Tom

  6. #16
    Tom, thanks for your service and information.

    Here in the St. Louis area one of the malls that is related to a mall in Joplin is holding a drive: clothing toys and books, diapers, baby food and formula, soap and shampoo, toothbrushes and toothpaste.

    Given the magnitude of the Joplin devastation, do you think any of these items would be helpful? My teenaged DD wants to hold a drive at her school and take the items to the mall. This is her first spontaneous desire to help and I hate to shut her down. But I also hate sending useless items to a disaster scene.

    Thanks,
    Susan
    Puppymom in MO

  7. #17
    Gold Contributor
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    Important to listen to local requests

    Some of the items may be welcomed. Here in Minneapolis, the Salvation Army requested donations of items such as baby and children's clothing, personal care items (soap, toothbrushes and toothpaste, etc.), bottled water, baby formula and baby foods, and small toys and books to occupy small children in shelters. A local TV station set up a receiving area, and also had volunteers manning the phones to accept monetary donations.
    Up here the officials on the scene emphasized the importance of donations to the Salvation Army and Red Cross.
    Jeanne

  8. #18
    Please excuse me, I'm a Dick. Not a moron just a Dick
    Join Date
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    Quote Originally Posted by Topeka Tom View Post
    In the wake of the Alabama, Joplin, MO and Oklahoma, OK tornados, it's probably a good time to bump this topic once again. In brief, please don't start a clothing drive for Joplin or Oklahoma City. Rather, help out locally, and send cash if you can.

    If you can join a volunteer group that responds to disasters, great. Two good examples: Salvation Army and the Southern Baptist kitchen crew (no doubt they have a more official name).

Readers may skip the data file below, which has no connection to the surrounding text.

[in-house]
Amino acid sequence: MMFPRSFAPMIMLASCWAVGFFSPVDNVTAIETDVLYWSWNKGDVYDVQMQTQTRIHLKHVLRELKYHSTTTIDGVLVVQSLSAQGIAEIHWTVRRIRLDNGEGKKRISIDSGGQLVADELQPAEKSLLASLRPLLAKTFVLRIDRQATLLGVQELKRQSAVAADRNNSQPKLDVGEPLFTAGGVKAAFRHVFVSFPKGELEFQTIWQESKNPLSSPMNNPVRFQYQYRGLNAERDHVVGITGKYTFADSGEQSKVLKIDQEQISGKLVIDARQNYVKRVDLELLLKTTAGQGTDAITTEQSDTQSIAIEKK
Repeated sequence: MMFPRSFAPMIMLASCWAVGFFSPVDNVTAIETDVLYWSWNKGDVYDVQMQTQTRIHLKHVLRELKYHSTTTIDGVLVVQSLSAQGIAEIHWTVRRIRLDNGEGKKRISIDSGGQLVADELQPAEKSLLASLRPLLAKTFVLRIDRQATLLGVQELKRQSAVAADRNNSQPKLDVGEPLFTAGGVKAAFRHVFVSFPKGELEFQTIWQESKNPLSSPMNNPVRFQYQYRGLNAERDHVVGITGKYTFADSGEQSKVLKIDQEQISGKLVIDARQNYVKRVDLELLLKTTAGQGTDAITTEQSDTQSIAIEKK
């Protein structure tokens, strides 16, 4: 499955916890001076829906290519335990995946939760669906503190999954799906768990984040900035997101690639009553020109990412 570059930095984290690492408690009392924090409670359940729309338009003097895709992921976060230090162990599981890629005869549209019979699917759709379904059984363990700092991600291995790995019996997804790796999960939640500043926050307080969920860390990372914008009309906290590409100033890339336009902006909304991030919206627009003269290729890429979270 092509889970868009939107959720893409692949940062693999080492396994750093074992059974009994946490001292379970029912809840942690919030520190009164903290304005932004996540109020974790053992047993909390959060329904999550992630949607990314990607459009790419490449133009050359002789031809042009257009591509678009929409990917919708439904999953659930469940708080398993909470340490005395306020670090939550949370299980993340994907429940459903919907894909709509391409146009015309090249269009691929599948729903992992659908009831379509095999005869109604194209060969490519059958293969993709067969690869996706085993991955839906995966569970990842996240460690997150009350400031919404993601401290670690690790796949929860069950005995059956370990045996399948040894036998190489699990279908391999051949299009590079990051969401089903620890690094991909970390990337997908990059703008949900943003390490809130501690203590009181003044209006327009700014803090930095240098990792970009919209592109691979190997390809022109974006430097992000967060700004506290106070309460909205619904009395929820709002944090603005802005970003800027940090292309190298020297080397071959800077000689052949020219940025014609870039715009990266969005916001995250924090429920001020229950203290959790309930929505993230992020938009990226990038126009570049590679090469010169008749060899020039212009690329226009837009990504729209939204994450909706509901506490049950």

For the curious, I've not been called out to the state emergency operation center in the past four years, I've only served on our canteen at a drowning and a house fire. I think the parade doesn't count.

    With the nearby disasters in Joplin and Oklahoma, we will be quite "thin" if something happens in Kansas.

    If I can have one request, please pray for the folks in Joplin. They are dealing with extreme losses and the local resources will be virtually nonexistent. When Topeka Barb and I were blown away in 1988, there were only roughly a dozen homes totally destroyed. That was a completely different situation. We could go the the hardware store and buy anything we needed, and we could rent a big truck to put all our furniture and appliances in. In Joplin, they have nothing.

    Tom
    Stranger!

    Where ya been? How ya and Topeka Barb doing?
    RCI Member Since 24-Aug-1989/150-plus Exchanges***THE TIMESHARE GRIM REAPER~~~Exchanging/Searching/SW Florida/MO/AR/IA/Consumer Advocacy/Estate Planning/Sports/Boating/Fishing/Golf/Lake-living/Retirement****Sometimes ya just gotta be a dick

  9. #19
    Tom, your volunterism is much appreciated. I heard on tv that a group here in NC was getting a huge truck and hoping to feel it with clothes , food, other things. I hate to hear that so many times people who think they are doing "good" is for fraught.

    I am hoping to volunteer for our local food bank. I have to find something that gives me a sense of purpose since I'm not working anymore. shaggy

  10. #20
    Thanks for the advice. I just notice that benefits and the damages are mostly not covered or the insurance settlement did not cover all losses.